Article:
NABOB: FCC Should Delay Ownership Vote

Says any more deregulation is threat to minority ownership
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The National Association of Black Owned Broadcasters (NABOB)
has added its voice to the chorus of minority groups asking the FCC to delay a
vote on loosening the limits on newspaper/TV and radio/newspaper cross-ownership.

In a filing at the FCC, NABOB made it clear they were
against the rules, not just concerned they had not been sufficiently vetted for
their impact on minorities.

"Any relaxation of the FCC's ownership rules will
further the ongoing precipitous decline in minority broadcast ownership,"
the group said.

NABOB is also concerned the FCC has not adopted a definition
of "eligible entity" that will boost minority ownership.

"NABOB urges the commission to delay issuance of the
report and order in this proceeding until the Commission has adopted a policy
to promote minority ownership of broadcast facilities, as required by the U.S.
third Circuit Court of Appeals."

The court remanded the FCC's 2007 attempt to loosen the
newspaper/broadcast cross-ownership rules back to the FCC for better
justification of a number of diversity initiatives that accompanied that
deregulatory effort.

NABOB says the court instructed the commission effectively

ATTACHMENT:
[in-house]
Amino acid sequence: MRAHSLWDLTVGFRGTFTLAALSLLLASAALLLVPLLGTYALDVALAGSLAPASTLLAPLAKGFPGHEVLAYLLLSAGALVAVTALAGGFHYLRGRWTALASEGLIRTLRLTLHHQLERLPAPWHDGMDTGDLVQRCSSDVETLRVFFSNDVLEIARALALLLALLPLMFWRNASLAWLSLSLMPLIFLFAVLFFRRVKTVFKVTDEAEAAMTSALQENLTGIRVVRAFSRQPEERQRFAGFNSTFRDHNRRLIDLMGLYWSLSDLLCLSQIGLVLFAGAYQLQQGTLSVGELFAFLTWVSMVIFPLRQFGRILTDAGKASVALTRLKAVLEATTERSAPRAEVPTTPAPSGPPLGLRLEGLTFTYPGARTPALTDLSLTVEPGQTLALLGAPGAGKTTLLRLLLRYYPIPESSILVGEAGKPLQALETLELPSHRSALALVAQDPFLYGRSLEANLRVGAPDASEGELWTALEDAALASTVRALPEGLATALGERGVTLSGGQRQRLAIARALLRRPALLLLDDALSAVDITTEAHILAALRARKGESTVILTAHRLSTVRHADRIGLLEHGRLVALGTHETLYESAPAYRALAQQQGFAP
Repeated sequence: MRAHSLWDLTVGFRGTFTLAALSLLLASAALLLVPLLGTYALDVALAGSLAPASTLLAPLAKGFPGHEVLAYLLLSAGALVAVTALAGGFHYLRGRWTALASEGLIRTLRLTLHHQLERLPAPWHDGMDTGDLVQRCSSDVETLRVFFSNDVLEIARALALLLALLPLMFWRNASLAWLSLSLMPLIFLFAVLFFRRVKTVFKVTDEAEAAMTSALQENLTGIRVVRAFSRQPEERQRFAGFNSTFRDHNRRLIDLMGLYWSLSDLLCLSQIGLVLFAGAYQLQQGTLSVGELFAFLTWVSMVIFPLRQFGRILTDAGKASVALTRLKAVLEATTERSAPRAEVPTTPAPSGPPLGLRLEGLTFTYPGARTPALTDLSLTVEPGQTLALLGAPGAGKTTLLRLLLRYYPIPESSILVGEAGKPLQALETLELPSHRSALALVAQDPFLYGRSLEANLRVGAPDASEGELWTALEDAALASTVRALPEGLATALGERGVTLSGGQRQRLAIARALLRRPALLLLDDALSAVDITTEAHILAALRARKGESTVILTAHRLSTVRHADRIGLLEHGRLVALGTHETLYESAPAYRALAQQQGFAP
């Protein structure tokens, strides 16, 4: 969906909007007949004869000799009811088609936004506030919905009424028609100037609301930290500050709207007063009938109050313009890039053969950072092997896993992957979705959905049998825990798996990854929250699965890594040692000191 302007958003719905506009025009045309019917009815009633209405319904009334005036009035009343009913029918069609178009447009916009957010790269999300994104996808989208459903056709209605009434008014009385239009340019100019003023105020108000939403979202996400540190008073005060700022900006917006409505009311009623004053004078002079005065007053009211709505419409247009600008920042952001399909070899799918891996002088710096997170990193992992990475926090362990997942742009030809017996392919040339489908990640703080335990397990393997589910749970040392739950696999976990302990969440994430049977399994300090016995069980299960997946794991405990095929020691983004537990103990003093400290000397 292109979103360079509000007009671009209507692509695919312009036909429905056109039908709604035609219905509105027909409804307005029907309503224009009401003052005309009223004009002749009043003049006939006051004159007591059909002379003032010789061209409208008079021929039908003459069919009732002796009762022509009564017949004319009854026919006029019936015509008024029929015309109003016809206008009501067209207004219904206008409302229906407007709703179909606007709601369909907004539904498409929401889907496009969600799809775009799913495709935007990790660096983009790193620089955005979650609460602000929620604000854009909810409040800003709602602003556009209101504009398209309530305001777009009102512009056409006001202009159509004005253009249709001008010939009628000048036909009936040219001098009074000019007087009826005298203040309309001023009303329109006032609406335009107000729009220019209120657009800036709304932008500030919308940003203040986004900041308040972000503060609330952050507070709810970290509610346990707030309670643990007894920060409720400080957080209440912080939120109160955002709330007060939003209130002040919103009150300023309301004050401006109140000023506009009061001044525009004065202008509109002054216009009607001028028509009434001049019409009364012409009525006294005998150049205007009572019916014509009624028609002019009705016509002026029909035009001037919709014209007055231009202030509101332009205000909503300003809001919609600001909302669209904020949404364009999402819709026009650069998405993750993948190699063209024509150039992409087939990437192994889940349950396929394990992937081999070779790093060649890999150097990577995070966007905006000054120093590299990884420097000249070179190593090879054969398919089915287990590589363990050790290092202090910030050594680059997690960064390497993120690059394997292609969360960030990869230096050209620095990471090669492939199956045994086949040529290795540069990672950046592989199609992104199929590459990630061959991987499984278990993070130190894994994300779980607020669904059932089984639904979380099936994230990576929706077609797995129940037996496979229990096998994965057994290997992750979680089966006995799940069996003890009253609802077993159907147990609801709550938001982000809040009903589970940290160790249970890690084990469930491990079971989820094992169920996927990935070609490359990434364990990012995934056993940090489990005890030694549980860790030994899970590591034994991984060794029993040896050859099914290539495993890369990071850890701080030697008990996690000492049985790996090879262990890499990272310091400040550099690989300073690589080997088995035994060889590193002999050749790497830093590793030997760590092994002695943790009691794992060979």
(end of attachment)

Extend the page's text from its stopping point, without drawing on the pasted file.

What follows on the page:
punted on justifying its regs until the next quadrennial reg review in 2014,
and thus cannot proceed with any changes because it "ignores" that
clear direction from the court.

"An order in this proceeding which continues the long
history of dawdling and delay that has characterized the commission's approach
to creating such a policy will send a very negative message to minority
communities and the Court of Appeals," NABOB said.

FCC chairman Julius Genachowski has already delayed a vote
until the beginning of January by extending the comment period on its
just-released 323 ownership report, which found little progress in boosting
minority media ownership. But his office has signaled that will be the extent
of the extension on a vote.

The chairman extended that comment period by 30 days after
the Minority Media & Telecommunications Counsel proposed such a
"lightning round" of additional comment and FCC commissioner Mignon
Clyburn asked the chairman for such an extension.

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